By all expectations, it shouldn't have worked as well as it did. A combination of bone marrow transplantation and gene therapy greatly lengthened the lives of laboratory mice doomed by a rapidly progressing, fatal neurodegenerative disorder also found in people.
The Washington University School of Medicine in St. Louis researchers who made the discovery set out with low hopes for the combination therapy because on its own, each treatment was only modestly effective for the sick mice.
The mice are called Twitcher mice because the damage that happens in their nervous systems results in twitching. In people, the same genetic defect causes Krabbé disease, or globoid-cell leukodystrophy, an inherited disorder that destroys both the brain and the nerves of the body.
"We had everything we needed to test the combination treatment, so we said, 'Let's just give it a try,'" says the study's senior author, Mark Sands, Ph.D., associate professor of medicine and of genetics. "Alone, these therapies resulted in a small survival benefit, but with the combination we were seeing mice with dramatically extended life spans. Ninety-five percent of the Twitcher mice that had the combination treatment were still alive after all the other Twitcher mice had died."
The researchers gave newborn Twitcher mice injections of a gene therapy vector into the brain and infused them with bone marrow from healthy mice. Mice receiving the dual therapy lived more than twice as long (greater than 100 days), on average, as untreated mice or those given a single therapy and had improved motor skills. The research is reported in the January issue of Molecular Therapy.
Although not considered a cure at this stage, the combination therapy offers hope for treatment of diseases like Krabbé, which are termed lysosomal storage diseases. These disorders include Niemann-Pick and Tay-Sachs diseases and affect 1 in 5,000 children born each year.
"This may become the paradigm for the treatment of lysosomal storage diseases that have a profound effect on the central nervous system," Sands says.
About 45 lysosomal storage diseases are known, each caused by a genetic defect that knocks out an enzyme needed for normal function of lysosomes, cellular organelles that digest proteins, fats, carbohydrates and nucleic acids. When a lysosomal enzyme is missing, the material it normally breaks down builds up to harmful levels inside cells. The enzyme missing in Twitcher mice and Krabbé sufferers is responsible for getting rid of a particular kind of fat common in nerve cells.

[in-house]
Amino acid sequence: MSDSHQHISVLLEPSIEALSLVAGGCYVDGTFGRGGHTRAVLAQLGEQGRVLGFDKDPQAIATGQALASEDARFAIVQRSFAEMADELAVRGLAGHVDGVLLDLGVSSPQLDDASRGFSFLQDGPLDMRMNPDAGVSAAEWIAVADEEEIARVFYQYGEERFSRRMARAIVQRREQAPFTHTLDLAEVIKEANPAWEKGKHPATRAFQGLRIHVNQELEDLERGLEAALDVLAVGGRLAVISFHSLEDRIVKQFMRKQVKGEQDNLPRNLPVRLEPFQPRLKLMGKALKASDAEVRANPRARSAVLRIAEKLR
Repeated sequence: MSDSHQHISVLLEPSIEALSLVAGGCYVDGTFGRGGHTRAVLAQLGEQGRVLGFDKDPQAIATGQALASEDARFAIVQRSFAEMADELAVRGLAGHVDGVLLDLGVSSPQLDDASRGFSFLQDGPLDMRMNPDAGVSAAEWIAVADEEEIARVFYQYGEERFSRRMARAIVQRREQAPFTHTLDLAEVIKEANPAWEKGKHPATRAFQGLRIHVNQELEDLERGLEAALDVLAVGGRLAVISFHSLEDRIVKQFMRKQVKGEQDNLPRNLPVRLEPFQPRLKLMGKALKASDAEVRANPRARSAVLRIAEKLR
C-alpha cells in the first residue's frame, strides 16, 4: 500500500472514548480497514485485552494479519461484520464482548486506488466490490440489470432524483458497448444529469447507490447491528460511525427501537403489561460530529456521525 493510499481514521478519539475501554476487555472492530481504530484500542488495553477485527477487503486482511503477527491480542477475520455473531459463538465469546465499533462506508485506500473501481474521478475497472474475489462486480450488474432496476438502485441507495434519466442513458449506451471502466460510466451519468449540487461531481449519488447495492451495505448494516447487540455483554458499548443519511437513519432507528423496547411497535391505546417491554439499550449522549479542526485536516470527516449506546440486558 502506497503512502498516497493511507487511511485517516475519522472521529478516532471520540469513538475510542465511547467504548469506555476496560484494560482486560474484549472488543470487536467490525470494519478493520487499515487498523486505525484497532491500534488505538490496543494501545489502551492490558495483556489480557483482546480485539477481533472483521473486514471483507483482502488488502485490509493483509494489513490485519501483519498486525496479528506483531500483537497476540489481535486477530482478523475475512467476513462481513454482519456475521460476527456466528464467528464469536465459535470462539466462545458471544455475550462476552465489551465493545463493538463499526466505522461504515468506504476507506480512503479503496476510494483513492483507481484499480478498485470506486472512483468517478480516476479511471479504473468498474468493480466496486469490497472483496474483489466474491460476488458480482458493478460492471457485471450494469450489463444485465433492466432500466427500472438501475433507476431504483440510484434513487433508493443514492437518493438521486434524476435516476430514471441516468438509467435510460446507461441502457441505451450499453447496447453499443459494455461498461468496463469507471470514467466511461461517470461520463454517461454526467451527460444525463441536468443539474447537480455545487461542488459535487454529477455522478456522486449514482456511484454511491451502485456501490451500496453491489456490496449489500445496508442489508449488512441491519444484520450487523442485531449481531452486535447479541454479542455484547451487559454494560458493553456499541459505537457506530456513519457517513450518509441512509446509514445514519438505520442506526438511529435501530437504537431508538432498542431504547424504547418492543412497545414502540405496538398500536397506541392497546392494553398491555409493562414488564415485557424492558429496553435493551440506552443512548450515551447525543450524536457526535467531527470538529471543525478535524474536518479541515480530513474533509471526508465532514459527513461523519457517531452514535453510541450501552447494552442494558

"Lysosomal storage diseases are some of the most devastating diseases around," Sands says. "Children appear normal at birth, but slowly deteriorate. Between 5 and 10 years old they are often deaf, blind, mentally retarded and confined to wheelchairs, and the disease just marches on. The infantile form of Krabbé disease is usually fatal by age 2."
Sands and his colleagues previously showed they could increase enzyme levels in the brains of Twitcher mice to as much as 25 times normal levels by injecting directly into the brain viral vectors that held the gene for the missing enzyme.
This procedure is a form of gene therapy, a technique for correcting defective genes responsible for disease development. A similar injection procedure is currently being used in a Phase I clinical trial at Cornell University as a treatment for children with late infantile Batten disease, another lysosomal storage disease. Unfortunately, gene therapy alone didn't fully correct the disease in Twitcher mice in Sands' early experiments, and it only slightly increased their lifespan. On the other hand, decades of prior research with Twitcher mice had shown that under extreme treatment conditions bone marrow transplantation could extend the lives of these mice to an average of about 80 days (untreated Twitcher mice live to approximately 38 days).
"Lysosomal enzymes are located inside the cell, and at first glance, there's no reason to think that transplanting normal bone marrow would do anything at all," Sands says. "But it turns out that lysosomal enzymes can escape from cells and get incorporated into other cells. When bone marrow is given, the marrow cells circulate to every organ and tissue in the body, sharing their lysosomal enzymes."
However, this mechanism is relatively inefficient in the brain. Transplanted bone marrow cells have a hard time getting across the blood-brain barrier, and not much enzyme was delivered to brain cells by this treatment. So why was the treatment working for the Twitcher mice?
"We went back to the drawing board and asked what are each of these approaches doing?" Sands says.
The researchers could see that gene therapy was getting functional genes to brain cells, but they began to suspect that bone marrow transplantation was working in an entirely different way -- it was reducing inflammation in the brain by a mechanism that hasn't yet been clearly defined.
"We hypothesized that if we could supply high levels of enzyme to the brain with gene therapy and at the same time decrease inflammation in the brain with bone marrow transplantation, we might have an effect," Sands says. "However, we never imagined that the two approaches would synergize to the degree we saw."
Inflammation in the brain in Krabbé disorder is an important factor in neural damage. Sands believes reducing inflammation allowed the gene therapy to be much more effective in the brain, even in areas far from the injection site that received low doses of the gene.
"Nothing we used here hasn't already been used for other disorders," Sands says. "We are going to work on optimizing the therapy in the lab, and I think the combination approach could potentially be in the clinic in a few years."